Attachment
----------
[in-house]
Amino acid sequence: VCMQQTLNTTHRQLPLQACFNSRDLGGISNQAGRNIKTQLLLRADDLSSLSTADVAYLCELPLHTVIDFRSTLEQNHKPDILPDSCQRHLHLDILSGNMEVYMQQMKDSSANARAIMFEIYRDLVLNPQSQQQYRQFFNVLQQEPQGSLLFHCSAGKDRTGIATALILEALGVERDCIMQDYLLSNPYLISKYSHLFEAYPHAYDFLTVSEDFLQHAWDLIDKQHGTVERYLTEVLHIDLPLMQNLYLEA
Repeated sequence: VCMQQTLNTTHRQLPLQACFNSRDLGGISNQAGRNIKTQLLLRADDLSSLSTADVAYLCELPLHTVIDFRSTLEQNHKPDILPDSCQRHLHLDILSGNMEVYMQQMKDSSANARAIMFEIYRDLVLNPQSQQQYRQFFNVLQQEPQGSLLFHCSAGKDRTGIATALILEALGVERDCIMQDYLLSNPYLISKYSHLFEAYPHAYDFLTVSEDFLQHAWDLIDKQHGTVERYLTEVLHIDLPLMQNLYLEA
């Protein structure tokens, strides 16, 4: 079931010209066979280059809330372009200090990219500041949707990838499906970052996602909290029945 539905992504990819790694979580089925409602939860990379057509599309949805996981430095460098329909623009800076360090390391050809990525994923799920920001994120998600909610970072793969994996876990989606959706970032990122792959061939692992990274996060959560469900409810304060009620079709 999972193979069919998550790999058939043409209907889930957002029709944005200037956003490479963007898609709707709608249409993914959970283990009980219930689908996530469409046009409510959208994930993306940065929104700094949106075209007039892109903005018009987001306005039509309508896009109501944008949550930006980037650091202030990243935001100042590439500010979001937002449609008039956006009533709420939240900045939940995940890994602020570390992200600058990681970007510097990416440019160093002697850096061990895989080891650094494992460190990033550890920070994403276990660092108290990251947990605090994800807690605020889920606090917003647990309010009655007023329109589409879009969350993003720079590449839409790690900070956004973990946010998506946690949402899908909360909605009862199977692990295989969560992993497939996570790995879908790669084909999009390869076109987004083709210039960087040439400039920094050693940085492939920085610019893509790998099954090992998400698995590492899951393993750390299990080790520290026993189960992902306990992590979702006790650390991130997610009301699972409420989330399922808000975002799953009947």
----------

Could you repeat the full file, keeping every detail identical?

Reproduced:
[in-house]
Amino acid sequence: VCMQQTLNTTHRQLPLQACFNSRDLGGISNQAGRNIKTQLLLRADDLSSLSTADVAYLCELPLHTVIDFRSTLEQNHKPDILPDSCQRHLHLDILSGNMEVYMQQMKDSSANARAIMFEIYRDLVLNPQSQQQYRQFFNVLQQEPQGSLLFHCSAGKDRTGIATALILEALGVERDCIMQDYLLSNPYLISKYSHLFEAYPHAYDFLTVSEDFLQHAWDLIDKQHGTVERYLTEVLHIDLPLMQNLYLEA
Repeated sequence: VCMQQTLNTTHRQLPLQACFNSRDLGGISNQAGRNIKTQLLLRADDLSSLSTADVAYLCELPLHTVIDFRSTLEQNHKPDILPDSCQRHLHLDILSGNMEVYMQQMKDSSANARAIMFEIYRDLVLNPQSQQQYRQFFNVLQQEPQGSLLFHCSAGKDRTGIATALILEALGVERDCIMQDYLLSNPYLISKYSHLFEAYPHAYDFLTVSEDFLQHAWDLIDKQHGTVERYLTEVLHIDLPLMQNLYLEA
């Protein structure tokens, strides 16, 4: 079931010209066979280059809330372009200090990219500041949707990838499906970052996602909290029945 539905992504990819790694979580089925409602939860990379057509599309949805996981430095460098329909623009800076360090390391050809990525994923799920920001994120998600909610970072793969994996876990989606959706970032990122792959061939692992990274996060959560469900409810304060009620079709 999972193979069919998550790999058939043409209907889930957002029709944005200037956003490479963007898609709707709608249409993914959970283990009980219930689908996530469409046009409510959208994930993306940065929104700094949106075209007039892109903005018009987001306005039509309508896009109501944008949550930006980037650091202030990243935001100042590439500010979001937002449609008039956006009533709420939240900045939940995940890994602020570390992200600058990681970007510097990416440019160093002697850096061990895989080891650094494992460190990033550890920070994403276990660092108290990251947990605090994800807690605020889920606090917003647990309010009655007023329109589409879009969350993003720079590449839409790690900070956004973990946010998506946690949402899908909360909605009862199977692990295989969560992993497939996570790995879908790669084909999009390869076109987004083709210039960087040439400039920094050693940085492939920085610019893509790998099954090992998400698995590492899951393993750390299990080790520290026993189960992902306990992590979702006790650390991130997610009301699972409420989330399922808000975002799953009947």